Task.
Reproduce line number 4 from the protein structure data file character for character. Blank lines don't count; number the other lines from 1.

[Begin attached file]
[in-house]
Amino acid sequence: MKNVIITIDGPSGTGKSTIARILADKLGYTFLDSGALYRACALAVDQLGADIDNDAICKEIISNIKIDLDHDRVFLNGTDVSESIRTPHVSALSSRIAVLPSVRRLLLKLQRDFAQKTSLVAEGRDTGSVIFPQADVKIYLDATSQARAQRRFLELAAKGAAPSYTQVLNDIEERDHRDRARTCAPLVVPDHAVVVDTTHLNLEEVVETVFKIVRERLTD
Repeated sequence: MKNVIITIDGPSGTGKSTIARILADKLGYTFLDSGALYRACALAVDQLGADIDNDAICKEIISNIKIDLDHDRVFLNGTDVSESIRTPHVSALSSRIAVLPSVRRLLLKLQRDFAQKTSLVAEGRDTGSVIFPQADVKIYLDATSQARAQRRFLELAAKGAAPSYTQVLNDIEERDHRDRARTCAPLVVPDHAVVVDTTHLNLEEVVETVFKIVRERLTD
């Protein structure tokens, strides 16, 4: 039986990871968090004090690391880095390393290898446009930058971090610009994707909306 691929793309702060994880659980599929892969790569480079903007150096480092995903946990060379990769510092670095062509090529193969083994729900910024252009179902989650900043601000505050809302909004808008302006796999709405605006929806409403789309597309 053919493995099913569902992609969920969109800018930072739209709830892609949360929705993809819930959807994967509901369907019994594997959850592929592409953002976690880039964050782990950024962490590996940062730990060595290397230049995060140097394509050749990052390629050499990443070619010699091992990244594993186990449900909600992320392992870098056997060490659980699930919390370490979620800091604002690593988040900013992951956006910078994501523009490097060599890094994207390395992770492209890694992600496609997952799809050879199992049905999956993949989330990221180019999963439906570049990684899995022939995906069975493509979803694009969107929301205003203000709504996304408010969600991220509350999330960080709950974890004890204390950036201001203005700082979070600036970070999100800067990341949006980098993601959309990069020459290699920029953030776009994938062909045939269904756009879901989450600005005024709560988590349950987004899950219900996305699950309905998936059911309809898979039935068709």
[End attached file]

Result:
């Protein structure tokens, strides 16, 4: 039986990871968090004090690391880095390393290898446009930058971090610009994707909306 691929793309702060994880659980599929892969790569480079903007150096480092995903946990060379990769510092670095062509090529193969083994729900910024252009179902989650900043601000505050809302909004808008302006796999709405605006929806409403789309597309 053919493995099913569902992609969920969109800018930072739209709830892609949360929705993809819930959807994967509901369907019994594997959850592929592409953002976690880039964050782990950024962490590996940062730990060595290397230049995060140097394509050749990052390629050499990443070619010699091992990244594993186990449900909600992320392992870098056997060490659980699930919390370490979620800091604002690593988040900013992951956006910078994501523009490097060599890094994207390395992770492209890694992600496609997952799809050879199992049905999956993949989330990221180019999963439906570049990684899995022939995906069975493509979803694009969107929301205003203000709504996304408010969600991220509350999330960080709950974890004890204390950036201001203005700082979070600036970070999100800067990341949006980098993601959309990069020459290699920029953030776009994938062909045939269904756009879901989450600005005024709560988590349950987004899950219900996305699950309905998936059911309809898979039935068709």